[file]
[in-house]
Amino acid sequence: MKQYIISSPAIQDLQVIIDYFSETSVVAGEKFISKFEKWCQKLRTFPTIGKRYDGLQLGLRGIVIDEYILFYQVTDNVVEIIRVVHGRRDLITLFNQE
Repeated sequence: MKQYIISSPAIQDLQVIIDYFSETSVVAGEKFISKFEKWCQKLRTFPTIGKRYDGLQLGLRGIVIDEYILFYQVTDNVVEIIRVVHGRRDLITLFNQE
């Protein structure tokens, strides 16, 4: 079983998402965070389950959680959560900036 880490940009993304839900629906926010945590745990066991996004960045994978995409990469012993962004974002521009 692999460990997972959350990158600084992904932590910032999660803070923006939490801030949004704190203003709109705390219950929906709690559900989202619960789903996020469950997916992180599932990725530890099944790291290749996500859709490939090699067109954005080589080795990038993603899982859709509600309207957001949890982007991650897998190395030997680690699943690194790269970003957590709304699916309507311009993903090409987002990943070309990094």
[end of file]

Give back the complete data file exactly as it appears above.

[in-house]
Amino acid sequence: MKQYIISSPAIQDLQVIIDYFSETSVVAGEKFISKFEKWCQKLRTFPTIGKRYDGLQLGLRGIVIDEYILFYQVTDNVVEIIRVVHGRRDLITLFNQE
Repeated sequence: MKQYIISSPAIQDLQVIIDYFSETSVVAGEKFISKFEKWCQKLRTFPTIGKRYDGLQLGLRGIVIDEYILFYQVTDNVVEIIRVVHGRRDLITLFNQE
């Protein structure tokens, strides 16, 4: 079983998402965070389950959680959560900036 880490940009993304839900629906926010945590745990066991996004960045994978995409990469012993962004974002521009 692999460990997972959350990158600084992904932590910032999660803070923006939490801030949004704190203003709109705390219950929906709690559900989202619960789903996020469950997916992180599932990725530890099944790291290749996500859709490939090699067109954005080589080795990038993603899982859709509600309207957001949890982007991650897998190395030997680690699943690194790269970003957590709304699916309507311009993903090409987002990943070309990094």